Graphene has been in the research spotlight since its discovery in 2004. It has excellent mechanical, electrical, chemical, optical, and thermal properties with great specific surface area.
Like diamond, graphene is pure carbon. It is defined as a two-dimensional single layer of carbon atoms bonded together in a hexagonal honeycomb lattice structure. Each carbon atom is bonded to three adjacent carbon atoms through a σ bond. Graphene is flexible, strong, and lightweight. With a sheet thickness of 0.34 nm, it is the thinnest and strongest nanomaterial, estimated to be 200 times stronger than steel.
Graphene oxide (GO) involves rich active oxygen-containing functional groups, such as epoxide, carbonyl, carboxyl, and hydroxyl groups. Reduced graphene oxide (rGO) contains residual oxygen and other heteroatoms, as well as structural defects.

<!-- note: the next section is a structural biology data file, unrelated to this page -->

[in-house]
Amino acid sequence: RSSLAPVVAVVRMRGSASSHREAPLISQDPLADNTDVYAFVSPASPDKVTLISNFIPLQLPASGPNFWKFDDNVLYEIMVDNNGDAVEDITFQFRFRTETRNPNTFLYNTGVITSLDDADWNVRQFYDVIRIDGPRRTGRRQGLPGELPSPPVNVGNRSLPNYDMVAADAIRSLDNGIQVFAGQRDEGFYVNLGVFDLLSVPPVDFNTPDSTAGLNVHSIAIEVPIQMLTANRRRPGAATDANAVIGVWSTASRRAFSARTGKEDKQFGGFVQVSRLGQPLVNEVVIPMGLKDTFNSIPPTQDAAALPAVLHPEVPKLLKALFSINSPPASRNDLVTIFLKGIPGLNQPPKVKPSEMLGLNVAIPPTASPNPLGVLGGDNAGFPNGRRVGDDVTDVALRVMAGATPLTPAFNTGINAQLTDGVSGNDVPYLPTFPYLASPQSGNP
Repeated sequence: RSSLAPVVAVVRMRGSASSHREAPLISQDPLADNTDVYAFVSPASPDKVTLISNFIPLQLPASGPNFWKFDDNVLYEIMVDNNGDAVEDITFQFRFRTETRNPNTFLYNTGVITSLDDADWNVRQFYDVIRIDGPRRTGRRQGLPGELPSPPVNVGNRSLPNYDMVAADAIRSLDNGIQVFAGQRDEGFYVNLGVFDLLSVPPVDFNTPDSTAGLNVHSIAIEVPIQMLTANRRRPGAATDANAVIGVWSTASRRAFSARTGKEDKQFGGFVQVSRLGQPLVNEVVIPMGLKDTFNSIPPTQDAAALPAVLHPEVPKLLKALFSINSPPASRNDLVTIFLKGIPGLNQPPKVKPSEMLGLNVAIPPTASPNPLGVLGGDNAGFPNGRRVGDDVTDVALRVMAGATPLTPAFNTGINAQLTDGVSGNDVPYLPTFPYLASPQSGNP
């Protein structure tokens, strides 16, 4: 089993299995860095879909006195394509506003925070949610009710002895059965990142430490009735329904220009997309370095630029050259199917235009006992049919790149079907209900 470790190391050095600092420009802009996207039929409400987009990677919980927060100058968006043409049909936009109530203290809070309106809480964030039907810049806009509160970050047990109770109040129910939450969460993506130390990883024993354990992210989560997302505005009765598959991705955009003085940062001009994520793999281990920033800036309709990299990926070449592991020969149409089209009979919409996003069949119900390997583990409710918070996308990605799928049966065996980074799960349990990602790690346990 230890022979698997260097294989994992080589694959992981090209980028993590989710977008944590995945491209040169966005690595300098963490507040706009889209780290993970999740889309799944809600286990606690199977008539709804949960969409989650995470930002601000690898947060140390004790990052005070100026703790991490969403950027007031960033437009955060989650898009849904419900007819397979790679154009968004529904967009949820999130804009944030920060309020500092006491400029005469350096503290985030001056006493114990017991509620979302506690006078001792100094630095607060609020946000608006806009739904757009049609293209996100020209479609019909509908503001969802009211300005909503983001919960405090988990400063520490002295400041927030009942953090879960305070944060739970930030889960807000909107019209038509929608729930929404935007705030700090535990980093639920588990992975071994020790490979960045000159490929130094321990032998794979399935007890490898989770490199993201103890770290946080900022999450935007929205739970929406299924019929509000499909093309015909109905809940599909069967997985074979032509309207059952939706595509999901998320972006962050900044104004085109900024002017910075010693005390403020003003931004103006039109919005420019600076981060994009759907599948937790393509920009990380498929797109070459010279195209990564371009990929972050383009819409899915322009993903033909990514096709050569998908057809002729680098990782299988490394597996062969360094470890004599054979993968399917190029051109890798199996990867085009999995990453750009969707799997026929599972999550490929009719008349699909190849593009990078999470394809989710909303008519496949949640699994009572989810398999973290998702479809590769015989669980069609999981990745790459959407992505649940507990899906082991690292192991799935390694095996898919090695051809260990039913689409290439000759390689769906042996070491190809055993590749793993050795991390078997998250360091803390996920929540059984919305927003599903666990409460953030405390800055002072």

We have a great collection of graphene and graphene oxide materials ranging from graphite, doped graphene powder, and graphene carbon nanotubes composites to graphene sheet and films.
Graphene and graphene oxide find applications in lithium ion batteries, supercapacitors, photodetectors, sensors, drug delivery, solar cells, energy storage, flexible electronics, membranes, and composite materials.